Creating new pathways in translational innovation
As part of the Kauffman-sponsored Energizing Health Collaboration Series, we've turned over eMed to Guest Editor Matt Keener, the chief architect for the Pittsburgh leg of the collaboration conference and a translational clinical neuroscientist. Here's Matt's latest contribution in his role as eMed Guest Editor.
In my first eMed column, I explained the world of translational medicine -- and the opportunities it presents for entrepreneurs in a "translational innovation" space. Many people might not realize that some of this work merging translational research and innovation is already taking place in academic departments.
To start from the beginning: translational medicine is a focus in which medical research is "translated" into health tools and solutions for patients. To take these findings from benchtop to bedside requires teams of individuals, each with their own area of focus. We'll be covering some of this at Monday's Energizing Health where researchers, academicians, clinicians and innovators will convene in Pittsburgh for a symposium examining collaboration models addressing the next-generation of patient engagement solutions.
Although there has been some hesitation from the academic community to embrace a merger of scientific discovery and enterprise, Dr. Amanda Christini at the University of Pennsylvania reports we are seeing the emergence of a new paradigm, "one in which revenue-driven commercialization is replaced by the realization that health systems have an opportunity and responsibility for mission driven commercialization." With this shift, and a prioritization of those solutions delivering value to patients and stakeholders, departments are increasingly utilizing novel methods to mobilize, reward, and train those cutting new paths through the wilds of healthcare innovation.
Dr. Christini, an internist working with Dr. David Asch at the Penn Medicine Center for Health Care Innovation, highlights approaches that they and other top-tier institutions are taking to mobilize how innovative thinking can be cultivated within academic health systems. "In the past, these departments had typically worked in A serial approach. They would take a known asset of [intellectual property], and then pass it on to the tech transfer offices, who would then find a business team to take the product to market."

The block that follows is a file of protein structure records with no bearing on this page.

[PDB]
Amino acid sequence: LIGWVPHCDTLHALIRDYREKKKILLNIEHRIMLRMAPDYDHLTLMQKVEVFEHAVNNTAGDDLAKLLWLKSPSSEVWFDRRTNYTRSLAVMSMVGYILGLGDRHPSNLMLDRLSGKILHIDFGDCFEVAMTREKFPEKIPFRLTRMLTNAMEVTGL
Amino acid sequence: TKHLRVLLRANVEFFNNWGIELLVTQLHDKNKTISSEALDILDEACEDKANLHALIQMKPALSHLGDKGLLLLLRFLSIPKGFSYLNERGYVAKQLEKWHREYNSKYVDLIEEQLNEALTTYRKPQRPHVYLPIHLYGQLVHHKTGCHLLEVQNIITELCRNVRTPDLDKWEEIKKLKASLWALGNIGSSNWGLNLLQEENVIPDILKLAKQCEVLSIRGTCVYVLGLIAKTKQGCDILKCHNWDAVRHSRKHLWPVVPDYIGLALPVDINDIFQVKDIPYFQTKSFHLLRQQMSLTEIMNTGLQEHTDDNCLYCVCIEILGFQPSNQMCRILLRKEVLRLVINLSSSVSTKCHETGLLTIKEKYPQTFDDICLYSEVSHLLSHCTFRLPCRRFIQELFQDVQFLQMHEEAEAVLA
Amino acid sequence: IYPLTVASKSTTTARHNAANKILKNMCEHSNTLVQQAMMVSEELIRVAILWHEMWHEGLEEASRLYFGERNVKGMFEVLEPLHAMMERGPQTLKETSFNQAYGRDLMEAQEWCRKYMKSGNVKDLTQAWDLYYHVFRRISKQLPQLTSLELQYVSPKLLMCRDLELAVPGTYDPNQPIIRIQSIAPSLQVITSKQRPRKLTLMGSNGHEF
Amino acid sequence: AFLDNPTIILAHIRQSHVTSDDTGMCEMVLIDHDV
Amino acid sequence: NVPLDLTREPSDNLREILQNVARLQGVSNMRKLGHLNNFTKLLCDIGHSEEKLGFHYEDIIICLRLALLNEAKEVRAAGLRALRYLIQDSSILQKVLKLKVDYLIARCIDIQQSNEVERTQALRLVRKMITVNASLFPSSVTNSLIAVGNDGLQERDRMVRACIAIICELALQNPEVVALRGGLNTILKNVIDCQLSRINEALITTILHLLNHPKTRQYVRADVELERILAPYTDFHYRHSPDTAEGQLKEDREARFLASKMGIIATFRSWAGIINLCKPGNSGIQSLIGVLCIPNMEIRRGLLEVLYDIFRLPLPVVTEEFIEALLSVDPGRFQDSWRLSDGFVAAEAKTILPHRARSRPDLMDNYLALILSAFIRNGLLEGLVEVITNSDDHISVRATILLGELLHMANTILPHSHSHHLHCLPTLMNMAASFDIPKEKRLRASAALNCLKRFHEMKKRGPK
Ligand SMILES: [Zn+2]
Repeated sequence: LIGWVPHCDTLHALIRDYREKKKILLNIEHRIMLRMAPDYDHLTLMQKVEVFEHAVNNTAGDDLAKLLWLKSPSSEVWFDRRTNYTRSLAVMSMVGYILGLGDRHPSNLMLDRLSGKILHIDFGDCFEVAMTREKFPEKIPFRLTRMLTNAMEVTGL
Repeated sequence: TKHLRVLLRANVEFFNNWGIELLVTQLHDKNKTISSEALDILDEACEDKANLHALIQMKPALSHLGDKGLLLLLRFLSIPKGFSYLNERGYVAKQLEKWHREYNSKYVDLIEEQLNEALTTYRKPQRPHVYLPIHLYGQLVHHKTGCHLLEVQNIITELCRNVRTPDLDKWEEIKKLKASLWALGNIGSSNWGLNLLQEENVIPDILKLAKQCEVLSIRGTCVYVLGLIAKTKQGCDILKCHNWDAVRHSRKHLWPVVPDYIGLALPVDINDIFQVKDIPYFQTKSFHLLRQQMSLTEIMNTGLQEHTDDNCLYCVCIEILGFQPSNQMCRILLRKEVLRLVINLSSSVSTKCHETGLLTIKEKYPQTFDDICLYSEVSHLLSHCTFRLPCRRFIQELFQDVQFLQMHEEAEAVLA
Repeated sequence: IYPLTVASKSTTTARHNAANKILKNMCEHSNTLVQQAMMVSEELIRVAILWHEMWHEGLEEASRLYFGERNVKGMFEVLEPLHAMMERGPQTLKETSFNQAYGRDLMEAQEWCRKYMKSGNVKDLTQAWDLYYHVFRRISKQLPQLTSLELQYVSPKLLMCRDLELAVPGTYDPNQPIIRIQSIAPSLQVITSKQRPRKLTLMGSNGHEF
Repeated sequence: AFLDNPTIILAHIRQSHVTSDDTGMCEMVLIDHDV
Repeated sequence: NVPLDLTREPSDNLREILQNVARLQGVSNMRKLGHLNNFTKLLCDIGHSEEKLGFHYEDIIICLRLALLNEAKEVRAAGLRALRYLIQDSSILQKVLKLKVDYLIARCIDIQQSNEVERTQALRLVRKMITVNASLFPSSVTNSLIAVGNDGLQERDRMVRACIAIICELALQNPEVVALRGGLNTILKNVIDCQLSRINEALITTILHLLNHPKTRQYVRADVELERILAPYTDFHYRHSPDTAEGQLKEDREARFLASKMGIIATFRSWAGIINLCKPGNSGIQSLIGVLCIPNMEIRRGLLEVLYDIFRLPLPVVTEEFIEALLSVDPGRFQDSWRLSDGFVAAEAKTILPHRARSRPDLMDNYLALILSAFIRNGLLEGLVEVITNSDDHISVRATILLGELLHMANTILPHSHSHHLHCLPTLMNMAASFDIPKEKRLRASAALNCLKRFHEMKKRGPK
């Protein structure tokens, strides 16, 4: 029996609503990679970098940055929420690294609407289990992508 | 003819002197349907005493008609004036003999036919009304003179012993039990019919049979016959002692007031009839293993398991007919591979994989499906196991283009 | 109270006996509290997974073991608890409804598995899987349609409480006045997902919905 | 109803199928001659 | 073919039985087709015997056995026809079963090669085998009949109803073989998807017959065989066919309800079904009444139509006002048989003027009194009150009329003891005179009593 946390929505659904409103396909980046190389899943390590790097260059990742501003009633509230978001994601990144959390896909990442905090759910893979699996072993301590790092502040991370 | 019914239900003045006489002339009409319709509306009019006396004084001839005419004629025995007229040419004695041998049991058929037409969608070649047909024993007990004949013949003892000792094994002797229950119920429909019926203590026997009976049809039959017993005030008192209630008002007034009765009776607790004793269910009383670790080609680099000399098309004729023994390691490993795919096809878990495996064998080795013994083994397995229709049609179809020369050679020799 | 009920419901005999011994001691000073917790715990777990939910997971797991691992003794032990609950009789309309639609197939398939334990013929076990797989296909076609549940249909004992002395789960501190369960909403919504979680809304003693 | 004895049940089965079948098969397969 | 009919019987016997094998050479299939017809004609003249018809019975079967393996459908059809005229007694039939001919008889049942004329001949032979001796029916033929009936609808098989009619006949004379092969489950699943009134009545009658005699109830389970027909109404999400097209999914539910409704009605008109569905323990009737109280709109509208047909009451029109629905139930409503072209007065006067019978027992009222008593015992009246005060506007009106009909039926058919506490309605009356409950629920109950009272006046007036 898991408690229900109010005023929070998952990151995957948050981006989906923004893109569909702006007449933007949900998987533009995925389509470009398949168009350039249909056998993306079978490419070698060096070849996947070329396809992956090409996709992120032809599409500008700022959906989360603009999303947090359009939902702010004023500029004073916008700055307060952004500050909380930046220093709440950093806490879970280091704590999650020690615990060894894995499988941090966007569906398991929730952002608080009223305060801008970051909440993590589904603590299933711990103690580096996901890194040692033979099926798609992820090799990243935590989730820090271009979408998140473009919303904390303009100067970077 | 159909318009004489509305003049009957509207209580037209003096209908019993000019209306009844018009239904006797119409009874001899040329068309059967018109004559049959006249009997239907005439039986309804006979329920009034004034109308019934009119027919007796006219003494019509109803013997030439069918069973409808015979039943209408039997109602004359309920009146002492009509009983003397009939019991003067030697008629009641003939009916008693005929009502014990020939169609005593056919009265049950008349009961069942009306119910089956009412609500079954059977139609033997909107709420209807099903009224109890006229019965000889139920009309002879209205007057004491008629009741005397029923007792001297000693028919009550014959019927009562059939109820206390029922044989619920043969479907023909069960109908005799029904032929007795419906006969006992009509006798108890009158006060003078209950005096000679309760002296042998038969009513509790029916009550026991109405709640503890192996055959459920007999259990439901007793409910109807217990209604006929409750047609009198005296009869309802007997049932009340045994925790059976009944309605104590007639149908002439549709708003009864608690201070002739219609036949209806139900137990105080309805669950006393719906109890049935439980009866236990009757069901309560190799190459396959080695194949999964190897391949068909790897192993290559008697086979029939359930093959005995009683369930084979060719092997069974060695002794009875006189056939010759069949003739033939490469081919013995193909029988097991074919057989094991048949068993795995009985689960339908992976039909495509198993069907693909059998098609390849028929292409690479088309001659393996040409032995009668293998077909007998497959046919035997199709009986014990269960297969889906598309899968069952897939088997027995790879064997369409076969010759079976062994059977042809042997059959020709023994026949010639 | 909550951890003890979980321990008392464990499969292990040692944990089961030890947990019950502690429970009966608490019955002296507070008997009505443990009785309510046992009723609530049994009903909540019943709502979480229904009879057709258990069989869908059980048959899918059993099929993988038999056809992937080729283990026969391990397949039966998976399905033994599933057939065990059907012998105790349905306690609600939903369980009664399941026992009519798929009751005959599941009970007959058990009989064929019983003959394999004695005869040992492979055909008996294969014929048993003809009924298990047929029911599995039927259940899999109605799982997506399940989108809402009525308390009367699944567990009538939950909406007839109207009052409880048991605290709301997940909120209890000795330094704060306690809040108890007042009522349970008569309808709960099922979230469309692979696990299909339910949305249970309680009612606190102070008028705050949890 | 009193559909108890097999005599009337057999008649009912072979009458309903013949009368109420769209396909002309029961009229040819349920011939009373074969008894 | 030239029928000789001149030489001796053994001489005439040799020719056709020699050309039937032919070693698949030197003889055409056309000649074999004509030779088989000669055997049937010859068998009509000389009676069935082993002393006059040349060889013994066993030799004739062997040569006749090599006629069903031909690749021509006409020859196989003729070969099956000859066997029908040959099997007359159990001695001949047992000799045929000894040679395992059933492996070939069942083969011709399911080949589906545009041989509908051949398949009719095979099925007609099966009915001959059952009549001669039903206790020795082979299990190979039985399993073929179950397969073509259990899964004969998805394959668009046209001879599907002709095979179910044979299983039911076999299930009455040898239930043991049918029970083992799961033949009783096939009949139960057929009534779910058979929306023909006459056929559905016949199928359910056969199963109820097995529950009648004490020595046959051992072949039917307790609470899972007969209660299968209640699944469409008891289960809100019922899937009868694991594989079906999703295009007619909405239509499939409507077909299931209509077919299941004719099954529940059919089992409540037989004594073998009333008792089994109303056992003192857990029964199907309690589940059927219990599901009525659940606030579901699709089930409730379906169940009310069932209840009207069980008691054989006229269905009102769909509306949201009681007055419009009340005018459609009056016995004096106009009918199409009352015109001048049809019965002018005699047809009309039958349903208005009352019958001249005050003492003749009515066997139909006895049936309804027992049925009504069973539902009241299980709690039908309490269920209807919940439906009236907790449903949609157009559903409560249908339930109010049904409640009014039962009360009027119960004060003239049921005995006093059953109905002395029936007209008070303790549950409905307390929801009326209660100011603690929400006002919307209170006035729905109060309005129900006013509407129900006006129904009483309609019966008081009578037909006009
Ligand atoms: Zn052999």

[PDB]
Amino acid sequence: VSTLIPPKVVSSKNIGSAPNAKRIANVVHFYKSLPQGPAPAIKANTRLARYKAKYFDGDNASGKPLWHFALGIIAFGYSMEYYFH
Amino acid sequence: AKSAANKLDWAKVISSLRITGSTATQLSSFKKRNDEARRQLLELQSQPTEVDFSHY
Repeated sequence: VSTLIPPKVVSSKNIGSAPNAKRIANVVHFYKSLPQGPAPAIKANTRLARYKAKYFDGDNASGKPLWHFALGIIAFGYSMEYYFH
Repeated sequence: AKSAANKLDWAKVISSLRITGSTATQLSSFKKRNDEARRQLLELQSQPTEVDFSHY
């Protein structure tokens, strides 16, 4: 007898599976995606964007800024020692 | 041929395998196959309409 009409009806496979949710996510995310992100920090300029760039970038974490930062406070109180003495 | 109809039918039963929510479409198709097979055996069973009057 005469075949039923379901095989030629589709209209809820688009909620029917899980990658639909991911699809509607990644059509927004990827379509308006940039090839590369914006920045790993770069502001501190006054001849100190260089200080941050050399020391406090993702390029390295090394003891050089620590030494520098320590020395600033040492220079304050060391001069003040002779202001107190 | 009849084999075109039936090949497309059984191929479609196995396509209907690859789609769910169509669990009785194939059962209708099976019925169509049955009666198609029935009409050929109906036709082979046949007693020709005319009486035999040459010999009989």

By leveraging her background in biotech business development. Dr. Christini informed an organizational approach that better mimicked an iterative startup workflow. Using this more dynamic approach they were able to get more accomplished quicker, getting an antimicrobial susceptibility program from concept to patient pilot in six months.
Another approach taken by both Penn and other departments is the growing use of competitions similar to those in startup culture. As one example, the Clinical and Translational Science Institute at the University of Pittsburgh ran a $300,000 Pitt Innovation Challenge competition, looking for novel solutions. Leading QuitNinja, one of the winning teams, was Dr. Ellen Beckjord. Dr. Beckjord is a translational researcher using behavioral research to better inform behavioral change, and has noted the growing attention paid to those junior faculty who are able to bridge translational research with the development of novel programs or innovations that can advance the mission of the university. She cautions however, that for the purposes of advancing the careers of junior faculty "right now commercialization per se is not incentivized; however, doing research that has the potential for commercialization definitely is."
Therefore one of the more exciting developments in this space is when there are junior faculty members whose advances in moving the needle in translational innovation are being recognized and are driving new models. One example is Dr. Armen Arevian, who was just hired as a junior faculty member in the UCLA Health System and the Semel Institute, and will be starting an Innovation Lab in the Center for Health Services and Society. "The idea really is to form a translational lab where we can take the advances from our research and combine them with directly observed challenges in the health system for immediate translation/pilots to improve care, quality, efficiency." Dr. Arevian reports finding a nice balance between academic research and technology innovation within a major health system. "On the one hand, you have the capacity on the academic/research side for the ability to generate intellectual capital and obtain grant funding. This is synergistic with the opportunities provided by the health system that has its own complementary capacity, including access to patients, and refining business models that attempt to deliver value to our patients."
All those interviewed noted that although there were some changes afoot in how innovation was valued in their department, there was no one clear path emerging toward success in this space. And that's why they call it trailblazing.